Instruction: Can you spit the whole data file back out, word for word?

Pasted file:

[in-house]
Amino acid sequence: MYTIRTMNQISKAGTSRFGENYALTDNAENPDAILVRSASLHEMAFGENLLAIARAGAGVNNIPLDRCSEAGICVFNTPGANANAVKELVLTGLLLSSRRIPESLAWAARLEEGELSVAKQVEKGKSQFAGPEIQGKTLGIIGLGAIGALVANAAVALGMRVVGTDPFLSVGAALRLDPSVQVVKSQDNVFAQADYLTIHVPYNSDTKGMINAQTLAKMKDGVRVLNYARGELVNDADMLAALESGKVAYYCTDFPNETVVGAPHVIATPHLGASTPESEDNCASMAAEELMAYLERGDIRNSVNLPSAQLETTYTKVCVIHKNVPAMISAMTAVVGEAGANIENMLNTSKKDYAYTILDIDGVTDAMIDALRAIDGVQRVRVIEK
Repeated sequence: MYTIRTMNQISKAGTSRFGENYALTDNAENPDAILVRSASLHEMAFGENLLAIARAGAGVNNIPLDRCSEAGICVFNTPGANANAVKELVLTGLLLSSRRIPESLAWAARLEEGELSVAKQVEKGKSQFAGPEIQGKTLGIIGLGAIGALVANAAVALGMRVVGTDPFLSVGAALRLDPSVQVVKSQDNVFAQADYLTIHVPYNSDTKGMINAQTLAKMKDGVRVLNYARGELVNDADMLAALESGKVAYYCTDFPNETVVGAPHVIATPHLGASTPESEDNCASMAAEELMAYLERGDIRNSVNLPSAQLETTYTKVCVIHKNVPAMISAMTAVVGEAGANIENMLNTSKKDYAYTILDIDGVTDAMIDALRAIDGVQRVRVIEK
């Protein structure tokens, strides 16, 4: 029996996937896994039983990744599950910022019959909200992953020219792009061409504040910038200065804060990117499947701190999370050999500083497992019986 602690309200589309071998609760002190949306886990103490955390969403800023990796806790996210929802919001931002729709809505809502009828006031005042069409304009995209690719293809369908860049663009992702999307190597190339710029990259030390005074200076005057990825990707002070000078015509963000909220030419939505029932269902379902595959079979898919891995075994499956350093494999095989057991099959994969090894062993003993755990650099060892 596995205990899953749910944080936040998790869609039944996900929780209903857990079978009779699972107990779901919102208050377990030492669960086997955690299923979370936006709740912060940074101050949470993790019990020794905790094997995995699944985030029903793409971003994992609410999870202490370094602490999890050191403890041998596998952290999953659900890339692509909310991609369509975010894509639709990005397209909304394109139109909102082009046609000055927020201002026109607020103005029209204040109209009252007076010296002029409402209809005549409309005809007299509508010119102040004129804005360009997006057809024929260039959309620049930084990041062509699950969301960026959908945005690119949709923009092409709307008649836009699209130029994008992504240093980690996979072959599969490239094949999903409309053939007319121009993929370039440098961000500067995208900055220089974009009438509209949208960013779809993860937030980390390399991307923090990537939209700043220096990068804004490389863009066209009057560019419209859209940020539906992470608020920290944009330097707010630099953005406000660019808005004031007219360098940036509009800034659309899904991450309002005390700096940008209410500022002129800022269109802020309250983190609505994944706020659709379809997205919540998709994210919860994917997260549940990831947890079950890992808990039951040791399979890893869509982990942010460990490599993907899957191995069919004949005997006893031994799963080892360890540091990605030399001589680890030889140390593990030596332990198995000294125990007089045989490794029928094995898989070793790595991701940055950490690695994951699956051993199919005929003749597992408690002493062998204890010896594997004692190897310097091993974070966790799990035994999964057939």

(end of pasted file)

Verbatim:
[in-house]
Amino acid sequence: MYTIRTMNQISKAGTSRFGENYALTDNAENPDAILVRSASLHEMAFGENLLAIARAGAGVNNIPLDRCSEAGICVFNTPGANANAVKELVLTGLLLSSRRIPESLAWAARLEEGELSVAKQVEKGKSQFAGPEIQGKTLGIIGLGAIGALVANAAVALGMRVVGTDPFLSVGAALRLDPSVQVVKSQDNVFAQADYLTIHVPYNSDTKGMINAQTLAKMKDGVRVLNYARGELVNDADMLAALESGKVAYYCTDFPNETVVGAPHVIATPHLGASTPESEDNCASMAAEELMAYLERGDIRNSVNLPSAQLETTYTKVCVIHKNVPAMISAMTAVVGEAGANIENMLNTSKKDYAYTILDIDGVTDAMIDALRAIDGVQRVRVIEK
Repeated sequence: MYTIRTMNQISKAGTSRFGENYALTDNAENPDAILVRSASLHEMAFGENLLAIARAGAGVNNIPLDRCSEAGICVFNTPGANANAVKELVLTGLLLSSRRIPESLAWAARLEEGELSVAKQVEKGKSQFAGPEIQGKTLGIIGLGAIGALVANAAVALGMRVVGTDPFLSVGAALRLDPSVQVVKSQDNVFAQADYLTIHVPYNSDTKGMINAQTLAKMKDGVRVLNYARGELVNDADMLAALESGKVAYYCTDFPNETVVGAPHVIATPHLGASTPESEDNCASMAAEELMAYLERGDIRNSVNLPSAQLETTYTKVCVIHKNVPAMISAMTAVVGEAGANIENMLNTSKKDYAYTILDIDGVTDAMIDALRAIDGVQRVRVIEK
């Protein structure tokens, strides 16, 4: 029996996937896994039983990744599950910022019959909200992953020219792009061409504040910038200065804060990117499947701190999370050999500083497992019986 602690309200589309071998609760002190949306886990103490955390969403800023990796806790996210929802919001931002729709809505809502009828006031005042069409304009995209690719293809369908860049663009992702999307190597190339710029990259030390005074200076005057990825990707002070000078015509963000909220030419939505029932269902379902595959079979898919891995075994499956350093494999095989057991099959994969090894062993003993755990650099060892 596995205990899953749910944080936040998790869609039944996900929780209903857990079978009779699972107990779901919102208050377990030492669960086997955690299923979370936006709740912060940074101050949470993790019990020794905790094997995995699944985030029903793409971003994992609410999870202490370094602490999890050191403890041998596998952290999953659900890339692509909310991609369509975010894509639709990005397209909304394109139109909102082009046609000055927020201002026109607020103005029209204040109209009252007076010296002029409402209809005549409309005809007299509508010119102040004129804005360009997006057809024929260039959309620049930084990041062509699950969301960026959908945005690119949709923009092409709307008649836009699209130029994008992504240093980690996979072959599969490239094949999903409309053939007319121009993929370039440098961000500067995208900055220089974009009438509209949208960013779809993860937030980390390399991307923090990537939209700043220096990068804004490389863009066209009057560019419209859209940020539906992470608020920290944009330097707010630099953005406000660019808005004031007219360098940036509009800034659309899904991450309002005390700096940008209410500022002129800022269109802020309250983190609505994944706020659709379809997205919540998709994210919860994917997260549940990831947890079950890992808990039951040791399979890893869509982990942010460990490599993907899957191995069919004949005997006893031994799963080892360890540091990605030399001589680890030889140390593990030596332990198995000294125990007089045989490794029928094995898989070793790595991701940055950490690695994951699956051993199919005929003749597992408690002493062998204890010896594997004692190897310097091993974070966790799990035994999964057939």